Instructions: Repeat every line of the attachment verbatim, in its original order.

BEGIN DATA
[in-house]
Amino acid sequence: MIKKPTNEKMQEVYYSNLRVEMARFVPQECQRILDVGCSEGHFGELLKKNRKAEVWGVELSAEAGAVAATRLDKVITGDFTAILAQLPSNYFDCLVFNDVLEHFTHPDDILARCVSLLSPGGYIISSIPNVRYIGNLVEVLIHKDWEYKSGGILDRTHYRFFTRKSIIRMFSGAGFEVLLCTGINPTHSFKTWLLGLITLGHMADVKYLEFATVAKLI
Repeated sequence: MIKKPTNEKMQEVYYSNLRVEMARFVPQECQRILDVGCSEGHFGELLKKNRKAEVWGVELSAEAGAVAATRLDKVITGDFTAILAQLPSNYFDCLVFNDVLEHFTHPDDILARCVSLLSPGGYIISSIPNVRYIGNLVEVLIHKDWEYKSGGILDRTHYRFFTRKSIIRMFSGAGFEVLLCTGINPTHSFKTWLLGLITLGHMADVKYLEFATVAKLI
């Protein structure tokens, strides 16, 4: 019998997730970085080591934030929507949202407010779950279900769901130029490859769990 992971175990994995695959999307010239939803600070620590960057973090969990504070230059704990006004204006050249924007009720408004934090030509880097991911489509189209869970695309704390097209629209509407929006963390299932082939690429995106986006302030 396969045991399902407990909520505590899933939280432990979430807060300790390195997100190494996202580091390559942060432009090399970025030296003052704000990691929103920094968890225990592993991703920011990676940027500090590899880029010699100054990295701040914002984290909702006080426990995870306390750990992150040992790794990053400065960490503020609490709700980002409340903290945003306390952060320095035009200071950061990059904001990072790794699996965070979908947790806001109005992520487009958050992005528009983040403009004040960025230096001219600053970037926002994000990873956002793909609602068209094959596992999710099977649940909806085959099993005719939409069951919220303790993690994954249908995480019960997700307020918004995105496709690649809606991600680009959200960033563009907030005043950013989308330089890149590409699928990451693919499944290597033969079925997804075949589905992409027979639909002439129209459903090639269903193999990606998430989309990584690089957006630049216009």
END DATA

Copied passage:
[in-house]
Amino acid sequence: MIKKPTNEKMQEVYYSNLRVEMARFVPQECQRILDVGCSEGHFGELLKKNRKAEVWGVELSAEAGAVAATRLDKVITGDFTAILAQLPSNYFDCLVFNDVLEHFTHPDDILARCVSLLSPGGYIISSIPNVRYIGNLVEVLIHKDWEYKSGGILDRTHYRFFTRKSIIRMFSGAGFEVLLCTGINPTHSFKTWLLGLITLGHMADVKYLEFATVAKLI
Repeated sequence: MIKKPTNEKMQEVYYSNLRVEMARFVPQECQRILDVGCSEGHFGELLKKNRKAEVWGVELSAEAGAVAATRLDKVITGDFTAILAQLPSNYFDCLVFNDVLEHFTHPDDILARCVSLLSPGGYIISSIPNVRYIGNLVEVLIHKDWEYKSGGILDRTHYRFFTRKSIIRMFSGAGFEVLLCTGINPTHSFKTWLLGLITLGHMADVKYLEFATVAKLI
């Protein structure tokens, strides 16, 4: 019998997730970085080591934030929507949202407010779950279900769901130029490859769990 992971175990994995695959999307010239939803600070620590960057973090969990504070230059704990006004204006050249924007009720408004934090030509880097991911489509189209869970695309704390097209629209509407929006963390299932082939690429995106986006302030 396969045991399902407990909520505590899933939280432990979430807060300790390195997100190494996202580091390559942060432009090399970025030296003052704000990691929103920094968890225990592993991703920011990676940027500090590899880029010699100054990295701040914002984290909702006080426990995870306390750990992150040992790794990053400065960490503020609490709700980002409340903290945003306390952060320095035009200071950061990059904001990072790794699996965070979908947790806001109005992520487009958050992005528009983040403009004040960025230096001219600053970037926002994000990873956002793909609602068209094959596992999710099977649940909806085959099993005719939409069951919220303790993690994954249908995480019960997700307020918004995105496709690649809606991600680009959200960033563009907030005043950013989308330089890149590409699928990451693919499944290597033969079925997804075949589905992409027979639909002439129209459903090639269903193999990606998430989309990584690089957006630049216009």